The Colts’ attempt to fool the New England Patriots with a trick play Sunday night only made Indianapolis look foolish.

It might not have been the dumbest call or execution of a play in NFL history, but it certainly ranks down there in the litany of failures.

And there are many to rival this one, in which Indianapolis, trailing by six points in the third quarter, lined up nine players to the right, with only the snapper (wideout Griff Whalen) and the quarterback (safety Colt Anderson) on the left.

New England wasn’t tricked a bit, and the plan was supposed to include taking a delay of game. Instead, Anderson took a premature snap and was at the bottom of a tidal wave of Patriots tacklers.

Game over, basically.

“The whole idea there was on fourth-and-3 or less, shift our alignment to where you either catch them misaligned, they try to sub some people in, catch them with 12 men on the field, and if you get a certain look, you can make a play,” Coach Chuck Pagano said. “Alignment-wise, we weren’t lined up correctly, and then there was a communication problem on the snap and I take responsibility for that.”

Who gets the blame on some of the other classic Bozo plays in NFL annals?

JIM MARSHALL: One of the most durable players ever, the defensive end is best known for going the wrong way with a fumble. The Vikings standout recovered a fumble by the 49ers’ Billy Kilmer and, disoriented, returned it 66 yards to his own end zone. Safety, San Francisco.

GARO YEPREMIAN: Perhaps the most infamous Super Bowl play, Dolphins kicker Garo Yepremian had his attempt blocked by Washington in 1973. He picked up the ball, made a clumsy attempt to pass and it flew to Mike Bass of Washington, who went 49 yards for a TD. But Miami held on to end a perfect year.

JOE PISARCIK, JOHN MCVAY, BOB GIBSON: The “Miracle at the Meadowlands,” when Giants quarterback Joe Pisarcik followed the orders of Coach John McVay and offensive coordinator Bob Gibson to hand off Larry Csonka when kneeling would have clinched a win over Philadelphia. Pisarcik’s attempt never got to Csonka, hit the turf, and Herman Edwards picked up the ball and ran into the end zone for the winning points.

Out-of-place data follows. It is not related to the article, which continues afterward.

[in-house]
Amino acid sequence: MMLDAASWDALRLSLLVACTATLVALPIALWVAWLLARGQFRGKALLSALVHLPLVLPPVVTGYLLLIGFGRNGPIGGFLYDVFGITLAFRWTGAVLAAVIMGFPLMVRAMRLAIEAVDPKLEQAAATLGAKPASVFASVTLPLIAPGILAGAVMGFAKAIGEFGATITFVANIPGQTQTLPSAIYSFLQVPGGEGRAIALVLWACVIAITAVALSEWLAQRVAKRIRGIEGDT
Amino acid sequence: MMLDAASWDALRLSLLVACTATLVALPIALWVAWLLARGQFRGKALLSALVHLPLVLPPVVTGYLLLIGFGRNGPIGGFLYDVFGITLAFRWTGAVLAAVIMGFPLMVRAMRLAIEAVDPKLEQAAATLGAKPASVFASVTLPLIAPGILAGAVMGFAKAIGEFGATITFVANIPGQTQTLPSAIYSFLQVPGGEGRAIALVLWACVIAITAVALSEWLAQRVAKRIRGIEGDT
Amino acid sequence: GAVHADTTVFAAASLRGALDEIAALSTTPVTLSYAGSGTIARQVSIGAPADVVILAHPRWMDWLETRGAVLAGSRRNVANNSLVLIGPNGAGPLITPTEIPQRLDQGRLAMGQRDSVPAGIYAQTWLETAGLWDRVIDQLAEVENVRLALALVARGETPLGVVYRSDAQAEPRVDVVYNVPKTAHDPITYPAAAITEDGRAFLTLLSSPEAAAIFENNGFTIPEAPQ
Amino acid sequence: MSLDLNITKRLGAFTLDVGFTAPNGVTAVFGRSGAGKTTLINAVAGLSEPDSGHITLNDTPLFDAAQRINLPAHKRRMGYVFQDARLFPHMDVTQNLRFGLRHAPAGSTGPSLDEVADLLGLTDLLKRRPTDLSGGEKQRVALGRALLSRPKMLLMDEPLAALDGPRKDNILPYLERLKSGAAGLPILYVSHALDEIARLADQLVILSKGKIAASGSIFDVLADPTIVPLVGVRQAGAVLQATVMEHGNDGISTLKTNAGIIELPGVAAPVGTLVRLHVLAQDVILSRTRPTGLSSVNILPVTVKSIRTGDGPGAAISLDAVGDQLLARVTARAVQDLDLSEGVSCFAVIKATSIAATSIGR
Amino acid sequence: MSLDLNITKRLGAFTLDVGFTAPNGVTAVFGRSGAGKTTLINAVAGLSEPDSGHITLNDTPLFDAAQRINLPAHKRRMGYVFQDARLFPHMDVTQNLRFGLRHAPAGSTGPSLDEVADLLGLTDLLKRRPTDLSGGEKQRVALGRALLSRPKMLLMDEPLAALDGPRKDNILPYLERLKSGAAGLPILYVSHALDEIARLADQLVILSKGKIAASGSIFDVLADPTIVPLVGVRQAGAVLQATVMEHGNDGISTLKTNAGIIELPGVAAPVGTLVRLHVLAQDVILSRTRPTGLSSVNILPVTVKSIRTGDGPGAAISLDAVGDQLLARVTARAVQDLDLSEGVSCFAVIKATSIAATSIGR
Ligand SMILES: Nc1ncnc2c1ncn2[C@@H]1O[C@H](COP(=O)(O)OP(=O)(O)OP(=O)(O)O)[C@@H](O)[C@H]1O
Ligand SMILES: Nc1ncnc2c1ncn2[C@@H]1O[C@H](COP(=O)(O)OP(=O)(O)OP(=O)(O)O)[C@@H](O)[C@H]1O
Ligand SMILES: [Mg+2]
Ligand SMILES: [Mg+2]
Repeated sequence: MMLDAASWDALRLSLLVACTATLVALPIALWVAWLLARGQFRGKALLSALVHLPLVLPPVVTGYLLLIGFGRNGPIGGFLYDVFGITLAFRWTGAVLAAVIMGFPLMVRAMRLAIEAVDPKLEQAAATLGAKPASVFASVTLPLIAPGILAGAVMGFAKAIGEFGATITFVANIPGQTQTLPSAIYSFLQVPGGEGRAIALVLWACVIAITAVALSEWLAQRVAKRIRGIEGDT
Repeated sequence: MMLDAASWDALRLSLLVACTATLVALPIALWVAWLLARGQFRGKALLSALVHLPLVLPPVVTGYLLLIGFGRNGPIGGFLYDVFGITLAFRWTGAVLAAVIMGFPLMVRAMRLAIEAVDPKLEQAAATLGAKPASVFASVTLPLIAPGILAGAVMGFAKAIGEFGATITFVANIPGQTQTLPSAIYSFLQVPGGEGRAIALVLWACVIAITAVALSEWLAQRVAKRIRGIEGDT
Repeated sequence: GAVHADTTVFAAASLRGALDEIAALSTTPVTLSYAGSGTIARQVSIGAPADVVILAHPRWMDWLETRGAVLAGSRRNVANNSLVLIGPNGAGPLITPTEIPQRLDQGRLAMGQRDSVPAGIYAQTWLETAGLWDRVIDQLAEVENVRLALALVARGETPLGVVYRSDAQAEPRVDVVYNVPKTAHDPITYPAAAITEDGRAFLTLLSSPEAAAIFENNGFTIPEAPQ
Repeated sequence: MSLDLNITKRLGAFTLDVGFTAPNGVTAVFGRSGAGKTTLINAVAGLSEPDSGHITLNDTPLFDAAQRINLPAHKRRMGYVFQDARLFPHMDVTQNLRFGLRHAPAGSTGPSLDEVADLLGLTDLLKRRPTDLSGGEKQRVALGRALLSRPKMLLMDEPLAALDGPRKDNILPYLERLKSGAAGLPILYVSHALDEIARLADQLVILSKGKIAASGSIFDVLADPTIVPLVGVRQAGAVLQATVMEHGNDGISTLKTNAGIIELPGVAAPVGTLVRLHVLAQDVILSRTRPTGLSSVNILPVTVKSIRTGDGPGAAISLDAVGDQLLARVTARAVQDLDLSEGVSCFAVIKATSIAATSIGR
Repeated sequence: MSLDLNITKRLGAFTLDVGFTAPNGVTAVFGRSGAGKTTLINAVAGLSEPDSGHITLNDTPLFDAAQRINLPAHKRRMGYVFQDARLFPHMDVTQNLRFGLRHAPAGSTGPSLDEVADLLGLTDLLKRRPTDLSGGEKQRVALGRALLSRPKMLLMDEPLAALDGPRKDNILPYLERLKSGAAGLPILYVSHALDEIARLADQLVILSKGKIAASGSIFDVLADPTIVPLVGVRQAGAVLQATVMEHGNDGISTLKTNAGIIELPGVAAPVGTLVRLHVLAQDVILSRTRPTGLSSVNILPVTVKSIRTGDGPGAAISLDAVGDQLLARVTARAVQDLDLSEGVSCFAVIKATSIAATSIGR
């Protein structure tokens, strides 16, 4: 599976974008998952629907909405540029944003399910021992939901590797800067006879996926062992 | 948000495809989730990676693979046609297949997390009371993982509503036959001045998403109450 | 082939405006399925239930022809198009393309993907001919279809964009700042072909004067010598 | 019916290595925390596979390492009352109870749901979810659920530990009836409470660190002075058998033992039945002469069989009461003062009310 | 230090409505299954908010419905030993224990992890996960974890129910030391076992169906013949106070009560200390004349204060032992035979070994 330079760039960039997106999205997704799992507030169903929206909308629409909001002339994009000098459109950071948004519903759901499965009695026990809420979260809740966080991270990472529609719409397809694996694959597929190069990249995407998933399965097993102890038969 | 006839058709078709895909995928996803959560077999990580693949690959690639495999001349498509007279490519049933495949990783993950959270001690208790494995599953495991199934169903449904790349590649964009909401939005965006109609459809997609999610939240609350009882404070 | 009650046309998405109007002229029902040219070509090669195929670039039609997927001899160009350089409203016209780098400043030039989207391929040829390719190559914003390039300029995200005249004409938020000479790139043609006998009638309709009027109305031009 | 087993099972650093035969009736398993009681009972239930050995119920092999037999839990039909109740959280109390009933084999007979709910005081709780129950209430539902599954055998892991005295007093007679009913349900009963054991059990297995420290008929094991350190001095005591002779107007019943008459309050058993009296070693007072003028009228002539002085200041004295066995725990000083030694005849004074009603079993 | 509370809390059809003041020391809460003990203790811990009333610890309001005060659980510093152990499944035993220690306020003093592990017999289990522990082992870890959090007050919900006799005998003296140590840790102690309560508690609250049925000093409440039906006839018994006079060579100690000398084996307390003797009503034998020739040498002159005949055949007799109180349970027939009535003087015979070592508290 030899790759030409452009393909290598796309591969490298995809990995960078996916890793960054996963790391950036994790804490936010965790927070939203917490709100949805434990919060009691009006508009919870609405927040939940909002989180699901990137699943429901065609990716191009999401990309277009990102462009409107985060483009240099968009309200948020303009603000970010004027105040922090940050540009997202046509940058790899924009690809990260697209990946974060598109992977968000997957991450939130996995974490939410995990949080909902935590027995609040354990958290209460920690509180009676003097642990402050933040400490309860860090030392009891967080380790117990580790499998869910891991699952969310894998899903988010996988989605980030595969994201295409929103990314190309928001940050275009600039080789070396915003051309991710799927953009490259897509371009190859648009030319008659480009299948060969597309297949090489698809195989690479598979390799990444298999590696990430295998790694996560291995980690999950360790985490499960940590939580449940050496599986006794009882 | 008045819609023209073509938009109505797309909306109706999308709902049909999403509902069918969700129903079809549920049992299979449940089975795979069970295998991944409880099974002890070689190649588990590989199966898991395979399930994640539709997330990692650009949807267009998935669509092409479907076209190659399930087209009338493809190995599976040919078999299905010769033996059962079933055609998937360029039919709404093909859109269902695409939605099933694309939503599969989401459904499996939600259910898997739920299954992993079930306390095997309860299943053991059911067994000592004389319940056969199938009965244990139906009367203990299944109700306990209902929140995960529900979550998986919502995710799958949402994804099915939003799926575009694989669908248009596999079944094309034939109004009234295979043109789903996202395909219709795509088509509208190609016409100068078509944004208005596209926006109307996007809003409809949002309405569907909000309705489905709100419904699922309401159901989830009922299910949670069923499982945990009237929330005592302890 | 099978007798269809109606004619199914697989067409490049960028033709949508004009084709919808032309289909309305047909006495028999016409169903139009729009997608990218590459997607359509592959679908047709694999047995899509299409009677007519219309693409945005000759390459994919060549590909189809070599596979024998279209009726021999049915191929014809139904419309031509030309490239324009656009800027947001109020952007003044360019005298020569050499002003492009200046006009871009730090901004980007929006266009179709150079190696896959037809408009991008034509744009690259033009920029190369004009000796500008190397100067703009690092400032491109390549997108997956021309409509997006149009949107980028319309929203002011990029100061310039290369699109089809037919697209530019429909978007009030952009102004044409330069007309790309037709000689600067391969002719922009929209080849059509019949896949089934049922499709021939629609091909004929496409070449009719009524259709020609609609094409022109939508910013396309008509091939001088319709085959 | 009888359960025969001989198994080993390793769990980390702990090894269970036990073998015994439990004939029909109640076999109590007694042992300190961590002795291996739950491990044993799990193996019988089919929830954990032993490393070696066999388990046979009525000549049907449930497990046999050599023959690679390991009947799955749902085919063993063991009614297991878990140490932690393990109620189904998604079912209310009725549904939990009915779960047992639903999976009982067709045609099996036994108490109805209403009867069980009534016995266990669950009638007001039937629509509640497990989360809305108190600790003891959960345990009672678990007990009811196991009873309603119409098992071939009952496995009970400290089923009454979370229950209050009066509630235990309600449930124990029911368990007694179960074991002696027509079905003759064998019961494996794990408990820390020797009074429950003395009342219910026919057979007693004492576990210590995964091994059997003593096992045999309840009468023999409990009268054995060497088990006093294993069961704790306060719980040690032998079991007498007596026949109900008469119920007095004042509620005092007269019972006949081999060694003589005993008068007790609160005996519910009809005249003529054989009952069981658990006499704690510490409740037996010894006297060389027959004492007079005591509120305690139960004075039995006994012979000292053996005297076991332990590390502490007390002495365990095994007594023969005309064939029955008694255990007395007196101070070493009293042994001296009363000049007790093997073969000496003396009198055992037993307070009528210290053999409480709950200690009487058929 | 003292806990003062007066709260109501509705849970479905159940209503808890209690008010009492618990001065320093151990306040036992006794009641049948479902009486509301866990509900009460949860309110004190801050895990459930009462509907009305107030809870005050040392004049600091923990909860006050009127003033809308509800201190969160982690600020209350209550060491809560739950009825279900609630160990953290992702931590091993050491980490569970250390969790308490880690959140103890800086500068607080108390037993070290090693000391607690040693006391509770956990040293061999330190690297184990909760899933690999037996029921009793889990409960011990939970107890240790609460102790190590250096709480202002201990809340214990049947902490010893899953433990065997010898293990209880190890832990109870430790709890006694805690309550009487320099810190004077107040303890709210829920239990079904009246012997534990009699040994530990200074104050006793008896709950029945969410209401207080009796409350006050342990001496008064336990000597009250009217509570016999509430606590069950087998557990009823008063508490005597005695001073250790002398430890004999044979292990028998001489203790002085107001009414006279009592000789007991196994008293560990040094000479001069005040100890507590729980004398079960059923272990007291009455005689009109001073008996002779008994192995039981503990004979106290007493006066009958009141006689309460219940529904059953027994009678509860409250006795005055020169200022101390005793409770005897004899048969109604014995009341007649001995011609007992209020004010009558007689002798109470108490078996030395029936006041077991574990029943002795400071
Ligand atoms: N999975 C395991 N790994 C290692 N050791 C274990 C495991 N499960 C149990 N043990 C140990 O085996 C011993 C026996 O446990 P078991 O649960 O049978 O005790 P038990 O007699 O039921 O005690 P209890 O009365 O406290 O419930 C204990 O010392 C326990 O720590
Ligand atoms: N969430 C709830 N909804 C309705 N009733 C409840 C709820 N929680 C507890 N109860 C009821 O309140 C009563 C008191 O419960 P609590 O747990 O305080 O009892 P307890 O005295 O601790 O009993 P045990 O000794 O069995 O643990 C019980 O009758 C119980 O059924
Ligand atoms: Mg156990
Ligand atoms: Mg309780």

LEON LETT: Late in Dallas’ 1993 Super Bowl rout of Buffalo, Cowboys defensive lineman Leon Lett picked up a fumble and headed down the right sideline. As he neared the goal line he began showboating, sticking the ball out. Don Beebe of the Bills caught him and knocked the ball out for a touchback.

LEON LETT (PART II): Miami was trying a field goal in the snow in Dallas on Thanksgiving – seriously. The ball was blocked and sat untouched. Until Lett, despite claiming he knew it was a dead ball if no one touched it, tried to pounce on it. It slid away, the Dolphins recovered and kicked the winning field goal. Lett called it “brain freeze.”

MARK SANCHEZ: New England could give thanks to Jets quarterback Mark Sanchez on Thanksgiving night when his running back missed a handoff, so Sanchez took off and smacked into the butt of guard Brandon Moore. Out came the ball, scooped up by defensive back Steve Gregory, who trotted to the end zone.

DWAYNE RUDD: Cleveland linebacker Dwayne Rudd blew his top and cost the Browns a win. Rudd was penalized for ripping off his helmet and flinging it in celebration in the final seconds against Kansas City. That extended the opening game in 2002 and the Chiefs won.

JIM SCHWARTZ: What is it about Thanksgiving? Jim Schwartz threw his red flag on a play that already would be reviewed, Justin Forsett’s 81-yard TD run for Houston. But because the Lions’ coach challenged – considered a delay of the next snap by league rules – the replay official couldn’t initiate a review. What should have been an 8-yard rush because Forsett was down by contact turned into a touchdown. Detroit lost in overtime.

PETE CARROLL, DARRELL BEVELL: A “Beast” of a botched play. With perhaps the best short-yardage back in football, Marshawn Lynch, on the field, the Seahawks threw on second down from the Patriots’ 1. The ball was intercepted to clinch New England’s Super Bowl victory. Carroll was the head coach, Bevell the offensive coordinator.